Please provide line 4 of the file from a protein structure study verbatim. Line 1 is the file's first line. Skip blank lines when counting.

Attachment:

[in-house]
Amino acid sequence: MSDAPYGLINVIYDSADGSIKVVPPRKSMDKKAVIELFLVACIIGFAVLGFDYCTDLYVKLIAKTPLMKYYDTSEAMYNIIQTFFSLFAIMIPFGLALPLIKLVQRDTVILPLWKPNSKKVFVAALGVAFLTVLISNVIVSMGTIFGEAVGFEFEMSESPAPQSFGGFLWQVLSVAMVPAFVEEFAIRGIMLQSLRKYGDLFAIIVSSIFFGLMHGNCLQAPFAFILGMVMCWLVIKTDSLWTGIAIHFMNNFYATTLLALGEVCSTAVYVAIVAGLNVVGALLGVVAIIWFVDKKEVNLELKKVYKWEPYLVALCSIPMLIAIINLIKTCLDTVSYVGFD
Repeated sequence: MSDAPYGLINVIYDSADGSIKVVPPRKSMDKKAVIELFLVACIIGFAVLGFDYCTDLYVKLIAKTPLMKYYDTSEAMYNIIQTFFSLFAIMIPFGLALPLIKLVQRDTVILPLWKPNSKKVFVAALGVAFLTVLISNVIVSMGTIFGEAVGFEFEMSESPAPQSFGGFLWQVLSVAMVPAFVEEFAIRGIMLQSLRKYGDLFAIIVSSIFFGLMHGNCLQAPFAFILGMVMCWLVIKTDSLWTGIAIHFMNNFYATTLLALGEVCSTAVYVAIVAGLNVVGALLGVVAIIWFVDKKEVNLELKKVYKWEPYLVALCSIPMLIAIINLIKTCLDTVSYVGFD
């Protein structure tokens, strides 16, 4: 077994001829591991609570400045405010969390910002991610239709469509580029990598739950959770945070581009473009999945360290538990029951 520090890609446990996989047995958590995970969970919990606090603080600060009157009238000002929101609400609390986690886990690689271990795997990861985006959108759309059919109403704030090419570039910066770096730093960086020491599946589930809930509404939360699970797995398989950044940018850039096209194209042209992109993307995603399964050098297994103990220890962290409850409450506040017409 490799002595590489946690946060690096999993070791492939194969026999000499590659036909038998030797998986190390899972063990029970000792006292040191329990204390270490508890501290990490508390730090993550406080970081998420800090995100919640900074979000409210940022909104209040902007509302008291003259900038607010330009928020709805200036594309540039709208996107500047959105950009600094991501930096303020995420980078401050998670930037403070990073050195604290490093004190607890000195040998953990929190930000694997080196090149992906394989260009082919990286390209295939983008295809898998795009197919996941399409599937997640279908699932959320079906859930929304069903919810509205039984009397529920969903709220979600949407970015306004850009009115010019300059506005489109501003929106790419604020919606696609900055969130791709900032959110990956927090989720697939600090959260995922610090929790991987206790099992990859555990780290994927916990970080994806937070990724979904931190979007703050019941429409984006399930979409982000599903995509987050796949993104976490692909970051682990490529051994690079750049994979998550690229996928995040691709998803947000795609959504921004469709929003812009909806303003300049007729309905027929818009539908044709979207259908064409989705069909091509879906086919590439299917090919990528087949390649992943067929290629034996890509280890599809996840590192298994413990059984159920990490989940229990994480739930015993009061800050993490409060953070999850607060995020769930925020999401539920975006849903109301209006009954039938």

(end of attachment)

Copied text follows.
């Protein structure tokens, strides 16, 4: 077994001829591991609570400045405010969390910002991610239709469509580029990598739950959770945070581009473009999945360290538990029951 520090890609446990996989047995958590995970969970919990606090603080600060009157009238000002929101609400609390986690886990690689271990795997990861985006959108759309059919109403704030090419570039910066770096730093960086020491599946589930809930509404939360699970797995398989950044940018850039096209194209042209992109993307995603399964050098297994103990220890962290409850409450506040017409 490799002595590489946690946060690096999993070791492939194969026999000499590659036909038998030797998986190390899972063990029970000792006292040191329990204390270490508890501290990490508390730090993550406080970081998420800090995100919640900074979000409210940022909104209040902007509302008291003259900038607010330009928020709805200036594309540039709208996107500047959105950009600094991501930096303020995420980078401050998670930037403070990073050195604290490093004190607890000195040998953990929190930000694997080196090149992906394989260009082919990286390209295939983008295809898998795009197919996941399409599937997640279908699932959320079906859930929304069903919810509205039984009397529920969903709220979600949407970015306004850009009115010019300059506005489109501003929106790419604020919606696609900055969130791709900032959110990956927090989720697939600090959260995922610090929790991987206790099992990859555990780290994927916990970080994806937070990724979904931190979007703050019941429409984006399930979409982000599903995509987050796949993104976490692909970051682990490529051994690079750049994979998550690229996928995040691709998803947000795609959504921004469709929003812009909806303003300049007729309905027929818009539908044709979207259908064409989705069909091509879906086919590439299917090919990528087949390649992943067929290629034996890509280890599809996840590192298994413990059984159920990490989940229990994480739930015993009061800050993490409060953070999850607060995020769930925020999401539920975006849903109301209006009954039938």